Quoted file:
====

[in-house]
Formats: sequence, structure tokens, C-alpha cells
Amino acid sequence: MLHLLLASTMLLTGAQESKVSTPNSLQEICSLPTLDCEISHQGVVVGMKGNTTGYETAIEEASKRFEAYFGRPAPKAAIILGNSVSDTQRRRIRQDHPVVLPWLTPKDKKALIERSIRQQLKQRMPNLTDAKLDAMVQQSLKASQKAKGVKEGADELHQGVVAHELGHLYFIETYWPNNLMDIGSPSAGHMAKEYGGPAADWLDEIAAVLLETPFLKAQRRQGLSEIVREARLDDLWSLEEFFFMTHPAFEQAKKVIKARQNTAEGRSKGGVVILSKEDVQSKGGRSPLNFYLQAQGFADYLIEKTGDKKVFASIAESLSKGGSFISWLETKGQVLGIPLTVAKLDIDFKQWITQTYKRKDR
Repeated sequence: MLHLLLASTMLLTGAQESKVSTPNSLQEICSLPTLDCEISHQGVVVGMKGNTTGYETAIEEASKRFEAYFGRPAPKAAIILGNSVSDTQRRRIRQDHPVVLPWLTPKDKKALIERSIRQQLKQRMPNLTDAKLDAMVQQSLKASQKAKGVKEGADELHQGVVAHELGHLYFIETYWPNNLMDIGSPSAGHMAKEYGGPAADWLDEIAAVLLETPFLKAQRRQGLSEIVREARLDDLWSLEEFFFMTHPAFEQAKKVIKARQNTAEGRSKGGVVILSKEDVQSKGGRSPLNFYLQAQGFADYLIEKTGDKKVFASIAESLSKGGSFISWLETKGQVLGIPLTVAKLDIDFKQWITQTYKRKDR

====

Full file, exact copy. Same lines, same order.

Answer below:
[in-house]
Formats: sequence, structure tokens, C-alpha cells
Amino acid sequence: MLHLLLASTMLLTGAQESKVSTPNSLQEICSLPTLDCEISHQGVVVGMKGNTTGYETAIEEASKRFEAYFGRPAPKAAIILGNSVSDTQRRRIRQDHPVVLPWLTPKDKKALIERSIRQQLKQRMPNLTDAKLDAMVQQSLKASQKAKGVKEGADELHQGVVAHELGHLYFIETYWPNNLMDIGSPSAGHMAKEYGGPAADWLDEIAAVLLETPFLKAQRRQGLSEIVREARLDDLWSLEEFFFMTHPAFEQAKKVIKARQNTAEGRSKGGVVILSKEDVQSKGGRSPLNFYLQAQGFADYLIEKTGDKKVFASIAESLSKGGSFISWLETKGQVLGIPLTVAKLDIDFKQWITQTYKRKDR
Repeated sequence: MLHLLLASTMLLTGAQESKVSTPNSLQEICSLPTLDCEISHQGVVVGMKGNTTGYETAIEEASKRFEAYFGRPAPKAAIILGNSVSDTQRRRIRQDHPVVLPWLTPKDKKALIERSIRQQLKQRMPNLTDAKLDAMVQQSLKASQKAKGVKEGADELHQGVVAHELGHLYFIETYWPNNLMDIGSPSAGHMAKEYGGPAADWLDEIAAVLLETPFLKAQRRQGLSEIVREARLDDLWSLEEFFFMTHPAFEQAKKVIKARQNTAEGRSKGGVVILSKEDVQSKGGRSPLNFYLQAQGFADYLIEKTGDKKVFASIAESLSKGGSFISWLETKGQVLGIPLTVAKLDIDFKQWITQTYKRKDR